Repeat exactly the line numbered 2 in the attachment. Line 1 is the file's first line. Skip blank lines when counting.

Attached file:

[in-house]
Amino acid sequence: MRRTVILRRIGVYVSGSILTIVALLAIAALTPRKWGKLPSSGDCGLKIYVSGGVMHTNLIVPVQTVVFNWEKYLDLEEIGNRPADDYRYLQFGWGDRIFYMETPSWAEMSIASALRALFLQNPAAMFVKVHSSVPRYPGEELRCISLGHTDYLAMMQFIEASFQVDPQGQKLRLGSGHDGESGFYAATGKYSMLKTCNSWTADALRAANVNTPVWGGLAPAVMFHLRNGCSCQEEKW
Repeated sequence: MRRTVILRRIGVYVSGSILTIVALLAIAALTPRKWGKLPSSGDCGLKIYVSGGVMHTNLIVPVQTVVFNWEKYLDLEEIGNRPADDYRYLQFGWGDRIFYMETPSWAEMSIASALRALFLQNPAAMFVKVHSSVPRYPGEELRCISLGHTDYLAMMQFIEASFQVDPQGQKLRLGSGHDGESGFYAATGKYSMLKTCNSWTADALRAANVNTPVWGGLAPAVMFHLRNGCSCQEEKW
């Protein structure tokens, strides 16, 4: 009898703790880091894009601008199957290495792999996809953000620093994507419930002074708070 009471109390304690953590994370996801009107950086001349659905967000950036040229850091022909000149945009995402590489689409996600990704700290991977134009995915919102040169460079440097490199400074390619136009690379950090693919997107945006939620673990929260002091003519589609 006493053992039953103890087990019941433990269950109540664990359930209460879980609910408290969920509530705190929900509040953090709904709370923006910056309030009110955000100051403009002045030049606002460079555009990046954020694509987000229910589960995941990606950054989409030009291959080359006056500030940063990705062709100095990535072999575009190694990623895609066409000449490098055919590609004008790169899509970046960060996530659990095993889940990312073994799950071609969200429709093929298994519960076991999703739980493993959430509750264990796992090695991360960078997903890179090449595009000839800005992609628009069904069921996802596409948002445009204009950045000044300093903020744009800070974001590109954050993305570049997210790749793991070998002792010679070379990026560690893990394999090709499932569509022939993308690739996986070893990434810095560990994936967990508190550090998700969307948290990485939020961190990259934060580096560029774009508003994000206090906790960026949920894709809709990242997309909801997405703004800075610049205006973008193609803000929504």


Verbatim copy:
Amino acid sequence: MRRTVILRRIGVYVSGSILTIVALLAIAALTPRKWGKLPSSGDCGLKIYVSGGVMHTNLIVPVQTVVFNWEKYLDLEEIGNRPADDYRYLQFGWGDRIFYMETPSWAEMSIASALRALFLQNPAAMFVKVHSSVPRYPGEELRCISLGHTDYLAMMQFIEASFQVDPQGQKLRLGSGHDGESGFYAATGKYSMLKTCNSWTADALRAANVNTPVWGGLAPAVMFHLRNGCSCQEEKW